Every summer the Amazon editors put together a list of summer reads, and while hot summer fiction gets the spotlight, I always enjoy putting together a list of nonfiction books. There are some big names and some hidden gems in our 2020 list. So enjoy the warming weather, and enjoy some of the best nonfiction of the summer.
Summer is a good time to features some quirky books, and an oral history of the television show The Office falls into that category. This book is for the superfan of the show. Rolling Stone writer Andy Greene talks to writers, producers, and cast members to deliver readers the stories and memories from the individuals most involved in the production of the groundbreaking show The Office.
Joy at Work: Organizing Your Professional Life by Marie Kondo
I imagine when Marie Kondo and Scott Sonenshein first started talking about this book they didn't realize how many people would be working from home over the summer. Maybe you've tidied up your closets and drawers using Kondo's best selling The Life-Changing Magic of Tidying Up. But now that you're working at home (unless you're using your closet as a home office), you're going to need some more help in tidying up your workspace. That's where this book comes in.
Neal Bascomb's book has all the elements of a great narrative history. A team of underdogs. A famous race. Cool cars. An unlikely hero. And working against the hero, some real bad guys. Bascomb's done his research here, and the pace of his storytelling will keep you turning the pages. This is a wonderful summer read, and a wonderful read in general.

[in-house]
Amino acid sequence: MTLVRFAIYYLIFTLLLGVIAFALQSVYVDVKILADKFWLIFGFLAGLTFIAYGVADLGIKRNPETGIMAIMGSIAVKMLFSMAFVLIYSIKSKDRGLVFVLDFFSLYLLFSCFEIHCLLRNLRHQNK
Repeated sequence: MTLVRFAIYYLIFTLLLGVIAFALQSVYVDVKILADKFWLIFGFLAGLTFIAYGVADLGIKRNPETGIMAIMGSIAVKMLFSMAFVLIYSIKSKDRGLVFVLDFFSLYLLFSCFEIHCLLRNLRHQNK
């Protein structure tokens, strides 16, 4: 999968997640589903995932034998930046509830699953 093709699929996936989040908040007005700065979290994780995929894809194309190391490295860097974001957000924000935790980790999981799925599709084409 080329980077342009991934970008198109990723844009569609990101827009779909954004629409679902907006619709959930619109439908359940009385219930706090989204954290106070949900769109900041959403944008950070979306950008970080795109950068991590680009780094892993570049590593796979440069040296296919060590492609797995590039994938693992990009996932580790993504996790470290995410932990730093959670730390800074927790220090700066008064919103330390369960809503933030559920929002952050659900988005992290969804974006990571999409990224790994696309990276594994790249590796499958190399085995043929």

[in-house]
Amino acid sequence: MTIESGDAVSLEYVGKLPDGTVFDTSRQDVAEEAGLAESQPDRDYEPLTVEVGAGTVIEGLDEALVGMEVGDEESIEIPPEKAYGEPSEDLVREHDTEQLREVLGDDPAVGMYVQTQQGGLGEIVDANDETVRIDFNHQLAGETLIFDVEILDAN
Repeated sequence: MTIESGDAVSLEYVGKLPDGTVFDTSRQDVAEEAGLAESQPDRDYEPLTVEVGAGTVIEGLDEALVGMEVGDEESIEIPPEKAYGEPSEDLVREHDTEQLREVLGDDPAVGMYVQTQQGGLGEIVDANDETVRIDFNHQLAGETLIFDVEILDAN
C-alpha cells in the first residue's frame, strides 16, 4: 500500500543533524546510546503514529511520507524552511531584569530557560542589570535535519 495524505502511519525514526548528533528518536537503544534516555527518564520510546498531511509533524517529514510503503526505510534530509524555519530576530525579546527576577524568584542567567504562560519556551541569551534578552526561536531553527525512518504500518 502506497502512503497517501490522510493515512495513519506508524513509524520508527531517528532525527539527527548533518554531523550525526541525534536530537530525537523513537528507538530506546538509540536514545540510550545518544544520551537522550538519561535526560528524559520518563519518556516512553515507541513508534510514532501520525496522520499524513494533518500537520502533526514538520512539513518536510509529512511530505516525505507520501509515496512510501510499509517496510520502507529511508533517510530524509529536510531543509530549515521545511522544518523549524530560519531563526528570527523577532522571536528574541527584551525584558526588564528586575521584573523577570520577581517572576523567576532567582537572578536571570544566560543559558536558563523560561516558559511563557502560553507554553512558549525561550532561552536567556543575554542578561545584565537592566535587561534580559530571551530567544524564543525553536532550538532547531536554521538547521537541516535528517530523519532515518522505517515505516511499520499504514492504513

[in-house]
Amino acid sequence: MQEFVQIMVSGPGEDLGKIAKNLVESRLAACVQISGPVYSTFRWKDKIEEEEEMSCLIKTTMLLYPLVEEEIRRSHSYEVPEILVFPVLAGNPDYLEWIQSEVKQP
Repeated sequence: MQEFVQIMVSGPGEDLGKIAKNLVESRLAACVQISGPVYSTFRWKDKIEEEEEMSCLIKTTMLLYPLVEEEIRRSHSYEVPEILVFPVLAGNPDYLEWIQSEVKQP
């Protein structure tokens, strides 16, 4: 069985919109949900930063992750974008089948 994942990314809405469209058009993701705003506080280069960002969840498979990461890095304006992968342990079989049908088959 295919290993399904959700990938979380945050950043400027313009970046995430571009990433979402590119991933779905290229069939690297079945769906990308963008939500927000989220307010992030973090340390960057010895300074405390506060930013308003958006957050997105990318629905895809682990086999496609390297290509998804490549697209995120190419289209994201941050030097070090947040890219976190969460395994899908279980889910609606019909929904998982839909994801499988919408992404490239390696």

Maybe it's just me, but I don't think a summer nonfiction list can exist without a dose of true crime. And if it has a hint of Southern Gothic, all the better. Hot Springs, Arkansas has a past that's way more sordid than most realize, and author David Hill is here to tell us about it. Horse racing, casinos, brothels, and the mob found their way to the little southern town, and Hill focuses on three characters—a bar girl, a mob boss, and a talented gambler who was the son of a Cherokee bootlegger—to weave their opportunistic, backstabbing, dark, dangerous, and rousing tale from a bygone era.
Sometimes you stumble upon a book that you didn't realize you were waiting for. To be honest, I looked at the cover and thought there's no way I'd like this book. I'm glad I opened it. Author Brad Montague sought advice on life from the very young and the very old, and he incorporated it into Becoming Better Grownups, which is a bit of an emotional roller coaster, especially if you just give in to the message—but for many readers, it will feel like the book they really needed at this particular moment in time.
A list of nonfiction standouts, and some hidden gems, to keep you enlightened and entertained during the warm months.